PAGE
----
One of the most frustrating things for people recently diagnosed with diabetes is meal planning. The days of eating whatever you want whenever you want are over. Now you have to count carbs, make sure you are eating enough fiber, and in general pay attention to what you are putting in your body. While it may seem overwhelming at first, the good news is that once you learn the basics of diabetic meal planning, it is a simple and painless process.
One thing that has helped many diabetics transition from mindless eating to the conscious planning needed for a successful diabetic meal plan is knowing how the body uses the macronutrients found in the food you eat. Ultimately, nearly everything you eat is broken down into sugar molecules that your body uses as energy. The speed with which those sugar molecules enter the bloodstream is vital information to the diabetic. So, how does your body use the nutrients you put into it?
- Simple Sugars – Large amounts of simple sugars are found in foods such as fruit, sweets, and drinks (alcohol, soda, and fruit juices). The sugars found in these types of foods enter the bloodstream almost immediately, and can cause huge spikes in your blood sugar levels.
- Carbohydrates – Carbohydrates are the next to be absorbed into the blood stream and are typically what Type 1 diabetics use to determine their insulin dosage. Sugar from carbohydrate consumption begins entering the bloodstream one to two hours after ingestion. Carbohydrates are an essential part of any diet, but diabetics must monitor their consumption of carbs closely so that a spike in blood sugar does not occur an hour or two after consuming the foods.
- Protein – Protein, found in foods such as meat and dairy products, takes about four hours to enter the bloodstream. Protein is an important part of a diabetic’s diet.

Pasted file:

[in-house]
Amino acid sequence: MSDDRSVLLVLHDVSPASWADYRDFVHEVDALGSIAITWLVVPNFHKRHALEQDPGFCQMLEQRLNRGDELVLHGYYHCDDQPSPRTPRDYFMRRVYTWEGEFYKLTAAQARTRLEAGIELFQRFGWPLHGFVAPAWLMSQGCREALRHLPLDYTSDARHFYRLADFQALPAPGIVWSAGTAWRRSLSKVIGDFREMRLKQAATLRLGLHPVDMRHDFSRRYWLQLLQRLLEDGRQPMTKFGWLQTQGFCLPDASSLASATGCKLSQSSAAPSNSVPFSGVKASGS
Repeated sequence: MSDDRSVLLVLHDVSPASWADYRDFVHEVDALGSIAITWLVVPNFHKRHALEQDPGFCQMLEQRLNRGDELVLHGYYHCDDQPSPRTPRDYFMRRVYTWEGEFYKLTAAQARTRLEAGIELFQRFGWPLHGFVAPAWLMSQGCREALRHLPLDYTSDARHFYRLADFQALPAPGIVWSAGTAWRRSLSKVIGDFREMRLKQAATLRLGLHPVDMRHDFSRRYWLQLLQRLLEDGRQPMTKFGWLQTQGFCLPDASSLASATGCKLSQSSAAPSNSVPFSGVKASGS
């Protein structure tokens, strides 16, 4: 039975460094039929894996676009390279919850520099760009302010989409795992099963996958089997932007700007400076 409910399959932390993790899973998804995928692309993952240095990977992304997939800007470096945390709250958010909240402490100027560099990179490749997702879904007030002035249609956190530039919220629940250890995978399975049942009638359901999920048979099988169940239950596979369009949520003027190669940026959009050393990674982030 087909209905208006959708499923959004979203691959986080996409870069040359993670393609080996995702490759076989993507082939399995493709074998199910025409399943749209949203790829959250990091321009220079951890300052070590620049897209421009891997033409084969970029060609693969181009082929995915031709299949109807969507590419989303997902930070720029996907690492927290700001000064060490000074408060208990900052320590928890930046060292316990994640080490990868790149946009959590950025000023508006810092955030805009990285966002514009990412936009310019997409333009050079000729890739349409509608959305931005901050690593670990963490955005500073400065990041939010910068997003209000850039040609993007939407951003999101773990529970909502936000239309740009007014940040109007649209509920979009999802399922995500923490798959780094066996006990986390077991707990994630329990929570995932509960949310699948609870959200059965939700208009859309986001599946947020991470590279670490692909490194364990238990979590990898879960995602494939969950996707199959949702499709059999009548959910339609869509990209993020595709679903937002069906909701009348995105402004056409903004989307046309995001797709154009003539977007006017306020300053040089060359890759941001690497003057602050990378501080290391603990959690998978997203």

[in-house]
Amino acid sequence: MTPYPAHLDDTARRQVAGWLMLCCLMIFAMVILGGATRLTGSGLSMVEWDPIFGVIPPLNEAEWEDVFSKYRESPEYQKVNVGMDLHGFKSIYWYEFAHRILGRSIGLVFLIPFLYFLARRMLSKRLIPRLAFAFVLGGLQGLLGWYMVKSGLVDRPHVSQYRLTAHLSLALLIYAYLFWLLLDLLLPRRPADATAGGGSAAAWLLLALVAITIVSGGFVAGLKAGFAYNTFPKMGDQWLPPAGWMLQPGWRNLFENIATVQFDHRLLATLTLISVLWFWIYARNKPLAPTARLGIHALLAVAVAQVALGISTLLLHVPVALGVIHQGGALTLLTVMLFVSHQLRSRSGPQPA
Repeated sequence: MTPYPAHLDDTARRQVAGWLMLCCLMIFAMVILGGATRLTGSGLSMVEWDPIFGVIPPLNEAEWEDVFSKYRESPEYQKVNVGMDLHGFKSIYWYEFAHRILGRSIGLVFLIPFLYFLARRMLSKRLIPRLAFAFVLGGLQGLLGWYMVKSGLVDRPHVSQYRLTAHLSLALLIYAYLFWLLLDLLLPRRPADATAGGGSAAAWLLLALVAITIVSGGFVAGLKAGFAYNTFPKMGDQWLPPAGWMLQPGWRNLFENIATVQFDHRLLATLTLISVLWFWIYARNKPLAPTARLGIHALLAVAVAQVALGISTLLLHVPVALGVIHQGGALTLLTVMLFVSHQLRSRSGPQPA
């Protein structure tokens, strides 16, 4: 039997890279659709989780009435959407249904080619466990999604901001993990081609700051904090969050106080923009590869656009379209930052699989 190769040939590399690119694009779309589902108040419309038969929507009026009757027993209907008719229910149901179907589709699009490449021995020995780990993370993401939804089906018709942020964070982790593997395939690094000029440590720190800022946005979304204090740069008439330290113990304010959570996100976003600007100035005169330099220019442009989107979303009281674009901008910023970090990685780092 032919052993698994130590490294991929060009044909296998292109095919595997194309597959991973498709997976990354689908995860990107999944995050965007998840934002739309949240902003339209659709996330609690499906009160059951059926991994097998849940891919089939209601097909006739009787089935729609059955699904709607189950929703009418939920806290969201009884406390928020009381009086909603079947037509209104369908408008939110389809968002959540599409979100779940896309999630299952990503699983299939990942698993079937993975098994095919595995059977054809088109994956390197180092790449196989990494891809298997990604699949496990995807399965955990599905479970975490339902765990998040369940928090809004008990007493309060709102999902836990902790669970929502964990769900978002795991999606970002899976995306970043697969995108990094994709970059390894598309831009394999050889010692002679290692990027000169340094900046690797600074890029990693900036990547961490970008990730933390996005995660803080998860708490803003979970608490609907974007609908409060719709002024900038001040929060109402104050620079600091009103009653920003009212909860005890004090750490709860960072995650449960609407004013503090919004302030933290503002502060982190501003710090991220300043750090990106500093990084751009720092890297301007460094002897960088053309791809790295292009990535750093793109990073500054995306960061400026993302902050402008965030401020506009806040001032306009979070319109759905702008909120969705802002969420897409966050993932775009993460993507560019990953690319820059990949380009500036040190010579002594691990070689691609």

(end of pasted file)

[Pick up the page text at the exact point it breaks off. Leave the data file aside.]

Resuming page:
- Fat – Fat takes six to eight hours to breakdown and enter the bloodstream. The major worry with fat has more to do with maintaining a healthy weight than it does with blood sugar levels.
As you can probably see, the types of foods you eat will have a large impact on your blood sugar levels.
So What Is The Plan?
The goal of the diabetic diet is to eat balanced and portion controlled meals. Ideally, your diet will include a wide-range of foods to ensure you get the vitamins and minerals your body needs to function. By sticking to a balanced diet, diabetics are able to maintain a relatively constant blood glucose level throughout the day. Your ideal diet will consist of five to six smaller meals throughout the day, usually eating them every two to three hours. The small and frequent meals help to keep your digestive system active and your blood sugar regulated. By carefully timing and planning meals, diabetics improve their chances of maintaining an acceptable level of blood sugar and are more successful in managing their diabetes.
Planning meals is a pain for diabetics, especially those new to the illness. However, by being aware of how macronutrients are absorbed in the body, choosing appropriate foods to include with your meals becomes easier. Remember no foods are off-limits to diabetics, but there are smart choices and not-so-smart choices. Take the time to develop a diabetic meal plan and do your best to stick to it. When you do veer from your plan, and we all do at some point, keep in mind the basics of how your body uses food for energy and you will have all of the information you need to make a decision that gives you a break from your routine without throwing your system into sugar shock.